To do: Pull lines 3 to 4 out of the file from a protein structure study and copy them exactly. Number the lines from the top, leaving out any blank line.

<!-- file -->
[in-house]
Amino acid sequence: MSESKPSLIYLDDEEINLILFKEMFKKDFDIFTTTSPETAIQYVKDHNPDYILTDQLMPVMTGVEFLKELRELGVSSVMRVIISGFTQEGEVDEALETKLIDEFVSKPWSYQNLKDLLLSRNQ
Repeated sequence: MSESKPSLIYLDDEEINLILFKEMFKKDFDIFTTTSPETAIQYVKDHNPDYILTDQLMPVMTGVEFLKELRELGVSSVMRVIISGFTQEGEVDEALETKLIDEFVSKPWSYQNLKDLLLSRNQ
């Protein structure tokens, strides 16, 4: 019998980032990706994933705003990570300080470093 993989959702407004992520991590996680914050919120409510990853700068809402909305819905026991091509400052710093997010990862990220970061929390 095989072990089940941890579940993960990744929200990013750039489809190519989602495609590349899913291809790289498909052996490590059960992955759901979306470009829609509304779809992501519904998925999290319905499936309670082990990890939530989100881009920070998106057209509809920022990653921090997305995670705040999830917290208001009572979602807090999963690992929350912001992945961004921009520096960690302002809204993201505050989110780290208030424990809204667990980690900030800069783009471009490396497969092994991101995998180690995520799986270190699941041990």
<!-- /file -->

Repeated sequence: MSESKPSLIYLDDEEINLILFKEMFKKDFDIFTTTSPETAIQYVKDHNPDYILTDQLMPVMTGVEFLKELRELGVSSVMRVIISGFTQEGEVDEALETKLIDEFVSKPWSYQNLKDLLLSRNQ
């Protein structure tokens, strides 16, 4: 019998980032990706994933705003990570300080470093 993989959702407004992520991590996680914050919120409510990853700068809402909305819905026991091509400052710093997010990862990220970061929390 095989072990089940941890579940993960990744929200990013750039489809190519989602495609590349899913291809790289498909052996490590059960992955759901979306470009829609509304779809992501519904998925999290319905499936309670082990990890939530989100881009920070998106057209509809920022990653921090997305995670705040999830917290208001009572979602807090999963690992929350912001992945961004921009520096960690302002809204993201505050989110780290208030424990809204667990980690900030800069783009471009490396497969092994991101995998180690995520799986270190699941041990």